Today, a substantial and growing part of the movements of goods and people takes place within transnational value chains (TVCs) which are formed through the outsourcing and sourcing strategies of companies responding to the intensified international competition. A value chain consists of material flows, capital flows and information flows between companies involved in the production of a commodity or service.
Companies are highly aware of how transport of both goods and people affect their competitiveness, and they are placing high and rising demands on transportation services. Following these lines of argument, the proposed project focuses on how to enhance the efficiency, flexibility and reliability of sustainable modes of transport in ways that may promote industrial and regional development
The strategic objective for this project is to enhance the scientific basis of the applied empirical studies in this field in order to strengthen our competence and ensure TØIs competitiveness at both the national and the international arena.
Passenger and freight transport consist a significant cost component in the enterprises. In particular, business travel is expensive because it occupies exercise capacity, while it is necessary for value creation and competitiveness. It is therefore emphasized to increase knowledge about why and how business travel is conducted in Norwegian enterprises, and the impacts these journeys have for knowledge and innovation. As part of this work qualitative interviews, with managers is carried out in 16 Norwegian companies with substantial international involvement. Quantitative studies are carried out to selected travellers in most of these businesses, as well as analysis of business trips on basis of a travel survey for 2003-2009. The key data is analysed and results are presented in the form of a series of papers and articles.
In recent years, there has been an increased focus on effects that not are captured by the direct user benefits in cost-benefit analysis. The main socio-economic effects that are not captured in the current cost-benefit methodology can be summarized in four categories, and referred to as wider economic impacts. This is agglomeration, labour market effects, increased production in imperfect markets and increased competition in imperfect markets. Common for these is that they constitute gains from infrastructure investments for industry and trade. In the project there is build competence and developed a methodological tool to analyse such effects within the framework of a general equilibrium model with a geographic dimension. Submodules that takes into account each of the four market imperfections are developed, in order to calculate the wider economic benefits of infrastructure investments.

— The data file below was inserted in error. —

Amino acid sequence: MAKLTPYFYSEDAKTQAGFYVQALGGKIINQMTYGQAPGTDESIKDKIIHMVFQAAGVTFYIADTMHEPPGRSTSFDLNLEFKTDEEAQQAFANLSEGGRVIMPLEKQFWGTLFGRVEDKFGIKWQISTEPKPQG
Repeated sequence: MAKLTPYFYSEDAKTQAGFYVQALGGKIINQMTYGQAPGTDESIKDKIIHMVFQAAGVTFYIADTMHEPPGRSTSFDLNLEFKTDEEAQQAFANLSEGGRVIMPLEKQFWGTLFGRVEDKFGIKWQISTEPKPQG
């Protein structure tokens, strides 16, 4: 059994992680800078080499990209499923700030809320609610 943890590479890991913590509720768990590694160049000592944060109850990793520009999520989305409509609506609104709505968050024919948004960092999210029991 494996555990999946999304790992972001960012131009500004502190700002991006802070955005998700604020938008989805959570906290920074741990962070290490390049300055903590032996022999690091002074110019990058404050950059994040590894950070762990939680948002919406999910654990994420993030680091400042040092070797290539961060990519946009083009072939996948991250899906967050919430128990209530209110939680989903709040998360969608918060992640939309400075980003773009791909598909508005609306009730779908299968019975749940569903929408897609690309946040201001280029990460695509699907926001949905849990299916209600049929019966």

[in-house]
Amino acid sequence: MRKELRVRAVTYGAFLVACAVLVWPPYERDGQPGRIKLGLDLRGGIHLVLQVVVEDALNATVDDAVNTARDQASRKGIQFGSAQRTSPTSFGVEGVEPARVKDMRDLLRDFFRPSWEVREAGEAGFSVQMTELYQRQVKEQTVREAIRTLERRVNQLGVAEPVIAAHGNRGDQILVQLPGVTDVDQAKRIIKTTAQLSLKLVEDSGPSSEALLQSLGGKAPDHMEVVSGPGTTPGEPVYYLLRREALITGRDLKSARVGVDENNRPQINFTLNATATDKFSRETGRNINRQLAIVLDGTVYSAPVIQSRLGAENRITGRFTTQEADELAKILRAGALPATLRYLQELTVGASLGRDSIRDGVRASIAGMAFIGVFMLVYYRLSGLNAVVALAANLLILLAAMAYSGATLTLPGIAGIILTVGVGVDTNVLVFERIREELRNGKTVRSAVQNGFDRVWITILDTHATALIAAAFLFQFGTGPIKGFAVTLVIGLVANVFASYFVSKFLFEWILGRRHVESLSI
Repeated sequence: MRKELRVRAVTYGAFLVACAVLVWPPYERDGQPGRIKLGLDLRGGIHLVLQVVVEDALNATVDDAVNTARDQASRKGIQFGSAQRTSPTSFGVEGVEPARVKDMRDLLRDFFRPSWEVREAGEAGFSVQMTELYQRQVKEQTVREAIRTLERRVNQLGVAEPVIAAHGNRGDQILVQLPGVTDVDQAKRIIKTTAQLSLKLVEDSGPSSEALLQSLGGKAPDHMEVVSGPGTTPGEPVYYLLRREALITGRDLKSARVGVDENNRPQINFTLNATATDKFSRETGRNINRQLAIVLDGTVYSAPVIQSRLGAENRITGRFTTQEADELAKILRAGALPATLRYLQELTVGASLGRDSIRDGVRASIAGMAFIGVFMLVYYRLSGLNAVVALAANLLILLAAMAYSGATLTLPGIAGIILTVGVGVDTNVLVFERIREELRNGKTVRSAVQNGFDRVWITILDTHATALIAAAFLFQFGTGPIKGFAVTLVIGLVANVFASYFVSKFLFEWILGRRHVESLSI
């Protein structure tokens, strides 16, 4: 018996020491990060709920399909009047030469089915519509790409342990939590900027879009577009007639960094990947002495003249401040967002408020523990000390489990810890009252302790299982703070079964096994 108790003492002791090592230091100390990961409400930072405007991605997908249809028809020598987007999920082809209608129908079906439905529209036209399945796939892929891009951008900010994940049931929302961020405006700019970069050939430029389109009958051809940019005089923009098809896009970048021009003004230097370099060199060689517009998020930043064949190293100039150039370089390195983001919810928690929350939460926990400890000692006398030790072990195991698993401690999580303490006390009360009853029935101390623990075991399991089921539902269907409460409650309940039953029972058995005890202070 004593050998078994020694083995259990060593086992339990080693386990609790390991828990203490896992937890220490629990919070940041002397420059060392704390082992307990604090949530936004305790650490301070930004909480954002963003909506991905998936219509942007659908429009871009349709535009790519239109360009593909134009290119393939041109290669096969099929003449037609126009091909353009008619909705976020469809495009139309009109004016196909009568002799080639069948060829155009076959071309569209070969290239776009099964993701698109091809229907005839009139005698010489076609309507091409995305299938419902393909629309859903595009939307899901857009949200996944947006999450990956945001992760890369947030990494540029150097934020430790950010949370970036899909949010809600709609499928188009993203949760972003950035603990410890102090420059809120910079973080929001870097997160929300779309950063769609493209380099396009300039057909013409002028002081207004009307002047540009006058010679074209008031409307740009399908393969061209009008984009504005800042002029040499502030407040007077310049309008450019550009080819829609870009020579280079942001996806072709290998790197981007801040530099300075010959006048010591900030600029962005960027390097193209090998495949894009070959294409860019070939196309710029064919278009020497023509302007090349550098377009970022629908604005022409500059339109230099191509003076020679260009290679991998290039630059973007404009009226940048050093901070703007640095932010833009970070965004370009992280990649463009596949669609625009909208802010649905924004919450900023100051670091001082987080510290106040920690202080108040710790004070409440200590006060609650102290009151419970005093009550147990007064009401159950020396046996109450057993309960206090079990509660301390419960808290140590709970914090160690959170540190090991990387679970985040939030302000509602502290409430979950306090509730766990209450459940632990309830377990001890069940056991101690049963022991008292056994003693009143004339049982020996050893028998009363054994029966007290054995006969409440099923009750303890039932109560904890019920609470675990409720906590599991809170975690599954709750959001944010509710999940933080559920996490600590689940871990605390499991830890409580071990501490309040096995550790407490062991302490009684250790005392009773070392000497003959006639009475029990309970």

Predictable and efficient transport is important for trade and industry. Time spent in queues, especially in urban areas, is a factor contributing to increased transport costs and variability in delivery time. Being able to predict and understand how and where queues formed in road network, is important for traffic flow in the best possible way. A new simulation method has been tried out for roads in the Trondheim area. This method is called activity-based microsimulation, and defines a system in which traffic is generated from each individual traveller's needs to move from activity to activity throughout the day. Unlike in the current transport models there is a choice of departure time, inter alia, based on peak preceding day. Each car is simulated in such a way that a greater degree captures forming line and other dynamic effects than in the models used in Norway. In Trondheim, the method is tested in different toll-road solutions, with promising results.
The use of new dynamic models in Trondheim.
The model set a base for transport policy on national, regional and local level.